Sweepers are an important part of the format, and being white is what you really want when it comes to the effectiveness of sweepers. Hallowed Burial and Terminus are half-way feel-bad cards if they tuck a commander or two, but they’re much to effective at crippling some decks not to be played. Rout can be cast at an instant speed for the low low price of seven mana, and Supreme Verdict is uncoutnerable. The odd one out is, strangely enough, the benchmarking Wrath of God, which “just” destroys all creatures. I think it serves is spot as the fifth sweeper, and it is the easiest to cast of them all.

1 Hinder
1 Spell Crumple
1 Cryptic Command
1 Desertion

This is my standard minimum package for countermagic in EDH, and they all have some sort of added effect. Given infinite resources, a Mana Drain would probably fit right in with the gang – if “fitting right in” means “showing up later than everybody else, fixing the juke box by casually hitting it, then walking out with one chick on each arm, going ‘eyy'”, but the funds aren’t there. Maybe at some point in the future.

The spot removal:
1 Swords to Plowshares
1 Return to Dust

Here we have interesting things happening – or rather, not happening. Only two spot removals that aren’t permanents in the entire decks, and they are the two most obligatory instants in white EDH decks. The reasons for this will be apparent once we look at the permanent-based control cards, but we’ll leave that for another day.

F*cked up commanders: Zedruu the Greathearted

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’tis the season of Christmas, and even though the practice isn’t practiced in Sweden, there is a certain Santa in Magical Christmas Land that leaves not only coal, but even worse presents for kids that have been naughty. I’m talking, of course, about Zedruu the Greathearted.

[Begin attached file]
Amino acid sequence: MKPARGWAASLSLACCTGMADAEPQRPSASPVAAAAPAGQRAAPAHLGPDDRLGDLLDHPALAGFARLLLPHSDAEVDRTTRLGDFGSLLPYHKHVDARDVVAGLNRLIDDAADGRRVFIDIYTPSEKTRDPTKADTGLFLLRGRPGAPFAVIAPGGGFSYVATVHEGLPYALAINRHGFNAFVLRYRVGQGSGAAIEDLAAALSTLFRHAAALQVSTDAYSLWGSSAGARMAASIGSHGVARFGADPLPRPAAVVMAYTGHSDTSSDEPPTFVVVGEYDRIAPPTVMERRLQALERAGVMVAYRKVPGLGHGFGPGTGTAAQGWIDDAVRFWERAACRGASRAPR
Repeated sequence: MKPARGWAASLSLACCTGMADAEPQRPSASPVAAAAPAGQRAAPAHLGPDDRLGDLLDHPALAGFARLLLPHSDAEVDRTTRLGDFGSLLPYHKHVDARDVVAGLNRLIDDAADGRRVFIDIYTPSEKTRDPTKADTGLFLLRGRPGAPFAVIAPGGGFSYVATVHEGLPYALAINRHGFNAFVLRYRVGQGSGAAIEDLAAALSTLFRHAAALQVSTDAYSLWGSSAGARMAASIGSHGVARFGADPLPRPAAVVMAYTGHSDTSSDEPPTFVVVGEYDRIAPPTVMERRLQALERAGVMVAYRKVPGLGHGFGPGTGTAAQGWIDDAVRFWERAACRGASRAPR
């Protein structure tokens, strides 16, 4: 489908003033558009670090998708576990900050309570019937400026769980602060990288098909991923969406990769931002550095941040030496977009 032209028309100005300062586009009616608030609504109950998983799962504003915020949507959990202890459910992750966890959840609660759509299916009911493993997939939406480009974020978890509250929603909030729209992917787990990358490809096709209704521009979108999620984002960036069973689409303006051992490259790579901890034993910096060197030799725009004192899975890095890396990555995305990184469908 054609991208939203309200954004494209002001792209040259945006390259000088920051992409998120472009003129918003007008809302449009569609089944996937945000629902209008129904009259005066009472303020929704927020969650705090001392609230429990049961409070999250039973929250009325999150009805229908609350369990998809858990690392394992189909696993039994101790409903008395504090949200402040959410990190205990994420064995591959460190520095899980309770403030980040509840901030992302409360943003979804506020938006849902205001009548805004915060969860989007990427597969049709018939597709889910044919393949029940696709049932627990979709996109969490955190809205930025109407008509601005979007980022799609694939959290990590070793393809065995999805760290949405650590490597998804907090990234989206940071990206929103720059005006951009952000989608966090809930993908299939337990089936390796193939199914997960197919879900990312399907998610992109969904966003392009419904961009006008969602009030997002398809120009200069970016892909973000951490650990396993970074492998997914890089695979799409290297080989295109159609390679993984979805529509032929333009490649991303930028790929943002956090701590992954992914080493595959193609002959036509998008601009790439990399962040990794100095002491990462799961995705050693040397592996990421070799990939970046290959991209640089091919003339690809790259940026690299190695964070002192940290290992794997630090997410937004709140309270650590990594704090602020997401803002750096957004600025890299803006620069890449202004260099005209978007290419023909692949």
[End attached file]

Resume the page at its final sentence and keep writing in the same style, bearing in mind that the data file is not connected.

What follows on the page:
zedruuthegreathearted.hqZedruu – which we first called “Getjocke” in our local playgroup, in part because of her androgynous appearance and name, in part because it’s hilarious with a Finnish-Swedish accent (non-speakers of these languages will have to take my word for it. It might have been a “you had to be there” thing though) – is a very interesting general from a mechanics standpoint. Being white-blue-red, she is one of only four creatures in total to be of the Jeskai persuasion, and one of only three to pre-date that silly name.

Like with many other cards or mechanics, the designer’s perspective didn’t follow through. While the designer clearly intended the card to be played diplomatically, i.e. “Oh, you’re out of blockers? Here, have a wall, and I’ll get some benefits from that too!”, players quickly found more interesting stuff to give away – like Bronze Bombshell or Grid Monitor which conveys a negative effect on the controller.